In THIS PALESTINIAN LIFE, director Philip Rizk uses an oral history approach to highlight the stories and perspectives of Palestinian villagers and Bedouin. This method avoids using "experts" to interpret the broader Palestinian-Israeli conflict. Rather, the film's anthropological and ethnographic method portrays the daily life of Palestinian communities, in order to explore in greater depth how Palestinian life is being undermined by the pressure of Israeli occupation. Especially in Gaza, this style reveals the profound fragmentation of community life. The following stories are threaded together and interlaced to reveal the similarity of Israeli measures of occupation throughout Gaza and the West Bank, and the similarity of Palestinian reactions through sumoud – perseverance – to remain on the land.
In Ghwein and Susya, south of Hebron in the West Bank, we meet villagers who for centuries have inhabited caves, their existence unknown by many outsiders. The crew captures stories and images of the villagers and shows the undeniable contemporary parallels to Israel's 1948 ethnic cleansing the area. Today the Israeli strategies occur more slowly but no less tragically, forcing out communities by making it illegal for them to dig new wells, repair their homes, or develop their fields. In Susya, the film shows Israeli settlers brutally attacking an elderly Palestinian couple and their niece. The incident made news in June 2008 when villagers, using video cameras provided by an Israeli human rights organization, caught the attack on film. THIS PALESTINIAN LIFE features the home video footage as well as interviews with the couple.
In the Jordan Valley we meet villagers and Bedouin who express their determination to remain on their land no matter how militant the settlers become, or how hard the Israeli occupation forces crack down. The Jordan Valley is rarely mentioned among the more commonly featured portrayals of the occupation. This relative anonymity and isolation makes these groups more vulnerable to aggressive acts by the occupation forces. In Fasai'il, Jifftlik and Al-Hadedeya, home demolitions, land annexation and the destruction of water sources are a common occurrence. In the film, we are shown Zeinab, who is rebuilding her neighbors' home a second time after the Israeli army had destroyed the first two. We also meet Abu Sagr who won't leave his land even after the army bulldozes his tents multiple times, kidnaps his granddaughter (named Sumoud), and confiscates his water tanks while ever encroaching on his property. Finally, we meet Abu Ali, the mayor of a community that has just completed building a school without a building permit because even this kind of civil development the Israelis have deemed illegal.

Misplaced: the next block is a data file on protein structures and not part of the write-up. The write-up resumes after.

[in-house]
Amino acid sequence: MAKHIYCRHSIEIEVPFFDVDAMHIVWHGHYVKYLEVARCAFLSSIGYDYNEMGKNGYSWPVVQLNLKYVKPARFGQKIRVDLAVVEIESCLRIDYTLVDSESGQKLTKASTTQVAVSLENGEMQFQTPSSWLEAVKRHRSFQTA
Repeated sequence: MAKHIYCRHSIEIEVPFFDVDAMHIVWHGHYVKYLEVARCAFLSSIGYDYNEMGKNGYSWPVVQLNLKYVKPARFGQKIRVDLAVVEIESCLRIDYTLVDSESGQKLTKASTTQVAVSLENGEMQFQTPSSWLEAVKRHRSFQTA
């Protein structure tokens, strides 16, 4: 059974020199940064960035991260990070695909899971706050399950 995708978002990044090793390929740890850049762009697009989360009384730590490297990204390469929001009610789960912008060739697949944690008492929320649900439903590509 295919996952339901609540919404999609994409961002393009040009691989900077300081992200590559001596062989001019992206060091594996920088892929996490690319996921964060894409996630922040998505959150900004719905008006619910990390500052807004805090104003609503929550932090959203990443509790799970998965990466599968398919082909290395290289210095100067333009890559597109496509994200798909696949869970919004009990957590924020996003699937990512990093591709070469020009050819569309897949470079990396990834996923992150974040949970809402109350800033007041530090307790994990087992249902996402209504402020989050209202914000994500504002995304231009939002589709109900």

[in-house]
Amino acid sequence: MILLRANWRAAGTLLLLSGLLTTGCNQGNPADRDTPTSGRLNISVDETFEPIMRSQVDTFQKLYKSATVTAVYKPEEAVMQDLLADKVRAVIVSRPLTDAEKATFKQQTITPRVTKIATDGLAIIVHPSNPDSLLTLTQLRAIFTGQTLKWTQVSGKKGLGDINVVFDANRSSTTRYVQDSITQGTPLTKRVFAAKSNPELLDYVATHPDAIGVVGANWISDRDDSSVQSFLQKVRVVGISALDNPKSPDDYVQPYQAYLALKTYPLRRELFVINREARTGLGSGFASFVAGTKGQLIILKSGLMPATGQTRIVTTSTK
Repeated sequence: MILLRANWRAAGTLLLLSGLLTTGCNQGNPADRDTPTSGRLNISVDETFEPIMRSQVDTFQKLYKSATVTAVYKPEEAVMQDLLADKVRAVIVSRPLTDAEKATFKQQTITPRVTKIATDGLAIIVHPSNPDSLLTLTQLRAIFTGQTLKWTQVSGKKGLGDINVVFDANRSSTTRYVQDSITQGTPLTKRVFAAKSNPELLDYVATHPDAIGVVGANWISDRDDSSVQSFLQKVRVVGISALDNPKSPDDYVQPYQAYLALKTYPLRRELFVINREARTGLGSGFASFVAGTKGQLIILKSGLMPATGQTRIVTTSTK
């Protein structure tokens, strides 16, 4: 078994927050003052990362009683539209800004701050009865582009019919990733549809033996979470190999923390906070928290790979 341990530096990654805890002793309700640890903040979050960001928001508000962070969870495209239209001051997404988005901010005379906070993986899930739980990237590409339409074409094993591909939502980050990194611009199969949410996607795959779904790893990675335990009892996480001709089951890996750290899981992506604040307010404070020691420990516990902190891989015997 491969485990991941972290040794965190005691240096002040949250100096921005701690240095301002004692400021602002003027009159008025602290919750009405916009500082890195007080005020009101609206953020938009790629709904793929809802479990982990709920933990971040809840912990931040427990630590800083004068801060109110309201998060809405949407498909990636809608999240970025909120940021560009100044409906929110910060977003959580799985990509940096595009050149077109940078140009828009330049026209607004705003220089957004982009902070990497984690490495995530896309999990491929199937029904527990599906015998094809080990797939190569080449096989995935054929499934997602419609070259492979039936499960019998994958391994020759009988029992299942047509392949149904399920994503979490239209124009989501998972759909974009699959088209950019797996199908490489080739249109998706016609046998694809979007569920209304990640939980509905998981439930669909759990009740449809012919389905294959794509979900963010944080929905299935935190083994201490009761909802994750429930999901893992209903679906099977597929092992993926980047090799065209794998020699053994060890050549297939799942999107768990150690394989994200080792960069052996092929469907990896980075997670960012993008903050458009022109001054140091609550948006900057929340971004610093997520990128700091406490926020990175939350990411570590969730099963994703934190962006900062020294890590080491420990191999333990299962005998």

In Gaza we meet the Salah family, who have had their home and sheds demolished and their land completely bulldozed. The family land now lies in ruins, without hope of renewal, because Israel will fire on anyone that even accesses the land. Today, the family barely survives by farming rented land. In a recent Israeli raid the Israeli army arrested all the male members of the family except for 22 year old Eid. His father, uncle, brother and cousins remain in Israeli prisons without trial to this day.